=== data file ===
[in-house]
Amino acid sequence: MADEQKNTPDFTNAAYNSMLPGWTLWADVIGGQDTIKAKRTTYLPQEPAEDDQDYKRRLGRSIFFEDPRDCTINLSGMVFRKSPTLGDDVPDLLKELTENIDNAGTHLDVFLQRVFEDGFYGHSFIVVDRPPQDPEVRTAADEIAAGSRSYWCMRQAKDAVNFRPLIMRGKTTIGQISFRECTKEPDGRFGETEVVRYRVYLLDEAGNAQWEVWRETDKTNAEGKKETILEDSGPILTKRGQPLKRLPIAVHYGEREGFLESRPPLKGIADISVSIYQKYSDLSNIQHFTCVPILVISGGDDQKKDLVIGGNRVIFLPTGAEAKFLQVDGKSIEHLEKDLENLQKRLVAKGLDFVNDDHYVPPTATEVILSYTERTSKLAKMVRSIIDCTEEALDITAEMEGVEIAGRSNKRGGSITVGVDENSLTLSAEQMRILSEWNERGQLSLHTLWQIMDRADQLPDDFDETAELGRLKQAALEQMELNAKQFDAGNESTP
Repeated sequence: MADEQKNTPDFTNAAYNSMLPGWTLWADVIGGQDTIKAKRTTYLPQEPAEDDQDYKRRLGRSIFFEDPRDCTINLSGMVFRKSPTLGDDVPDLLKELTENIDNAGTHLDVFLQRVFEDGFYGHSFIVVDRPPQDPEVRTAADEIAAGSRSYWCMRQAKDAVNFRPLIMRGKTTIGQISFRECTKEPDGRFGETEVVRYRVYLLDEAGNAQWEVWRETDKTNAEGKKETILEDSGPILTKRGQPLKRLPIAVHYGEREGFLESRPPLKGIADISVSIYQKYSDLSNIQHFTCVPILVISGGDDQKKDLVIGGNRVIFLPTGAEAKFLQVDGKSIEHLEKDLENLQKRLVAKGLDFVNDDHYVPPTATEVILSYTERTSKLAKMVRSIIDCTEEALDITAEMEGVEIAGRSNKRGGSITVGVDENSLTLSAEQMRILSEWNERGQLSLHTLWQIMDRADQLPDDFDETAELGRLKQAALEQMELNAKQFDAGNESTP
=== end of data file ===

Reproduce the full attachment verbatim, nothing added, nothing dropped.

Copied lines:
[in-house]
Amino acid sequence: MADEQKNTPDFTNAAYNSMLPGWTLWADVIGGQDTIKAKRTTYLPQEPAEDDQDYKRRLGRSIFFEDPRDCTINLSGMVFRKSPTLGDDVPDLLKELTENIDNAGTHLDVFLQRVFEDGFYGHSFIVVDRPPQDPEVRTAADEIAAGSRSYWCMRQAKDAVNFRPLIMRGKTTIGQISFRECTKEPDGRFGETEVVRYRVYLLDEAGNAQWEVWRETDKTNAEGKKETILEDSGPILTKRGQPLKRLPIAVHYGEREGFLESRPPLKGIADISVSIYQKYSDLSNIQHFTCVPILVISGGDDQKKDLVIGGNRVIFLPTGAEAKFLQVDGKSIEHLEKDLENLQKRLVAKGLDFVNDDHYVPPTATEVILSYTERTSKLAKMVRSIIDCTEEALDITAEMEGVEIAGRSNKRGGSITVGVDENSLTLSAEQMRILSEWNERGQLSLHTLWQIMDRADQLPDDFDETAELGRLKQAALEQMELNAKQFDAGNESTP
Repeated sequence: MADEQKNTPDFTNAAYNSMLPGWTLWADVIGGQDTIKAKRTTYLPQEPAEDDQDYKRRLGRSIFFEDPRDCTINLSGMVFRKSPTLGDDVPDLLKELTENIDNAGTHLDVFLQRVFEDGFYGHSFIVVDRPPQDPEVRTAADEIAAGSRSYWCMRQAKDAVNFRPLIMRGKTTIGQISFRECTKEPDGRFGETEVVRYRVYLLDEAGNAQWEVWRETDKTNAEGKKETILEDSGPILTKRGQPLKRLPIAVHYGEREGFLESRPPLKGIADISVSIYQKYSDLSNIQHFTCVPILVISGGDDQKKDLVIGGNRVIFLPTGAEAKFLQVDGKSIEHLEKDLENLQKRLVAKGLDFVNDDHYVPPTATEVILSYTERTSKLAKMVRSIIDCTEEALDITAEMEGVEIAGRSNKRGGSITVGVDENSLTLSAEQMRILSEWNERGQLSLHTLWQIMDRADQLPDDFDETAELGRLKQAALEQMELNAKQFDAGNESTP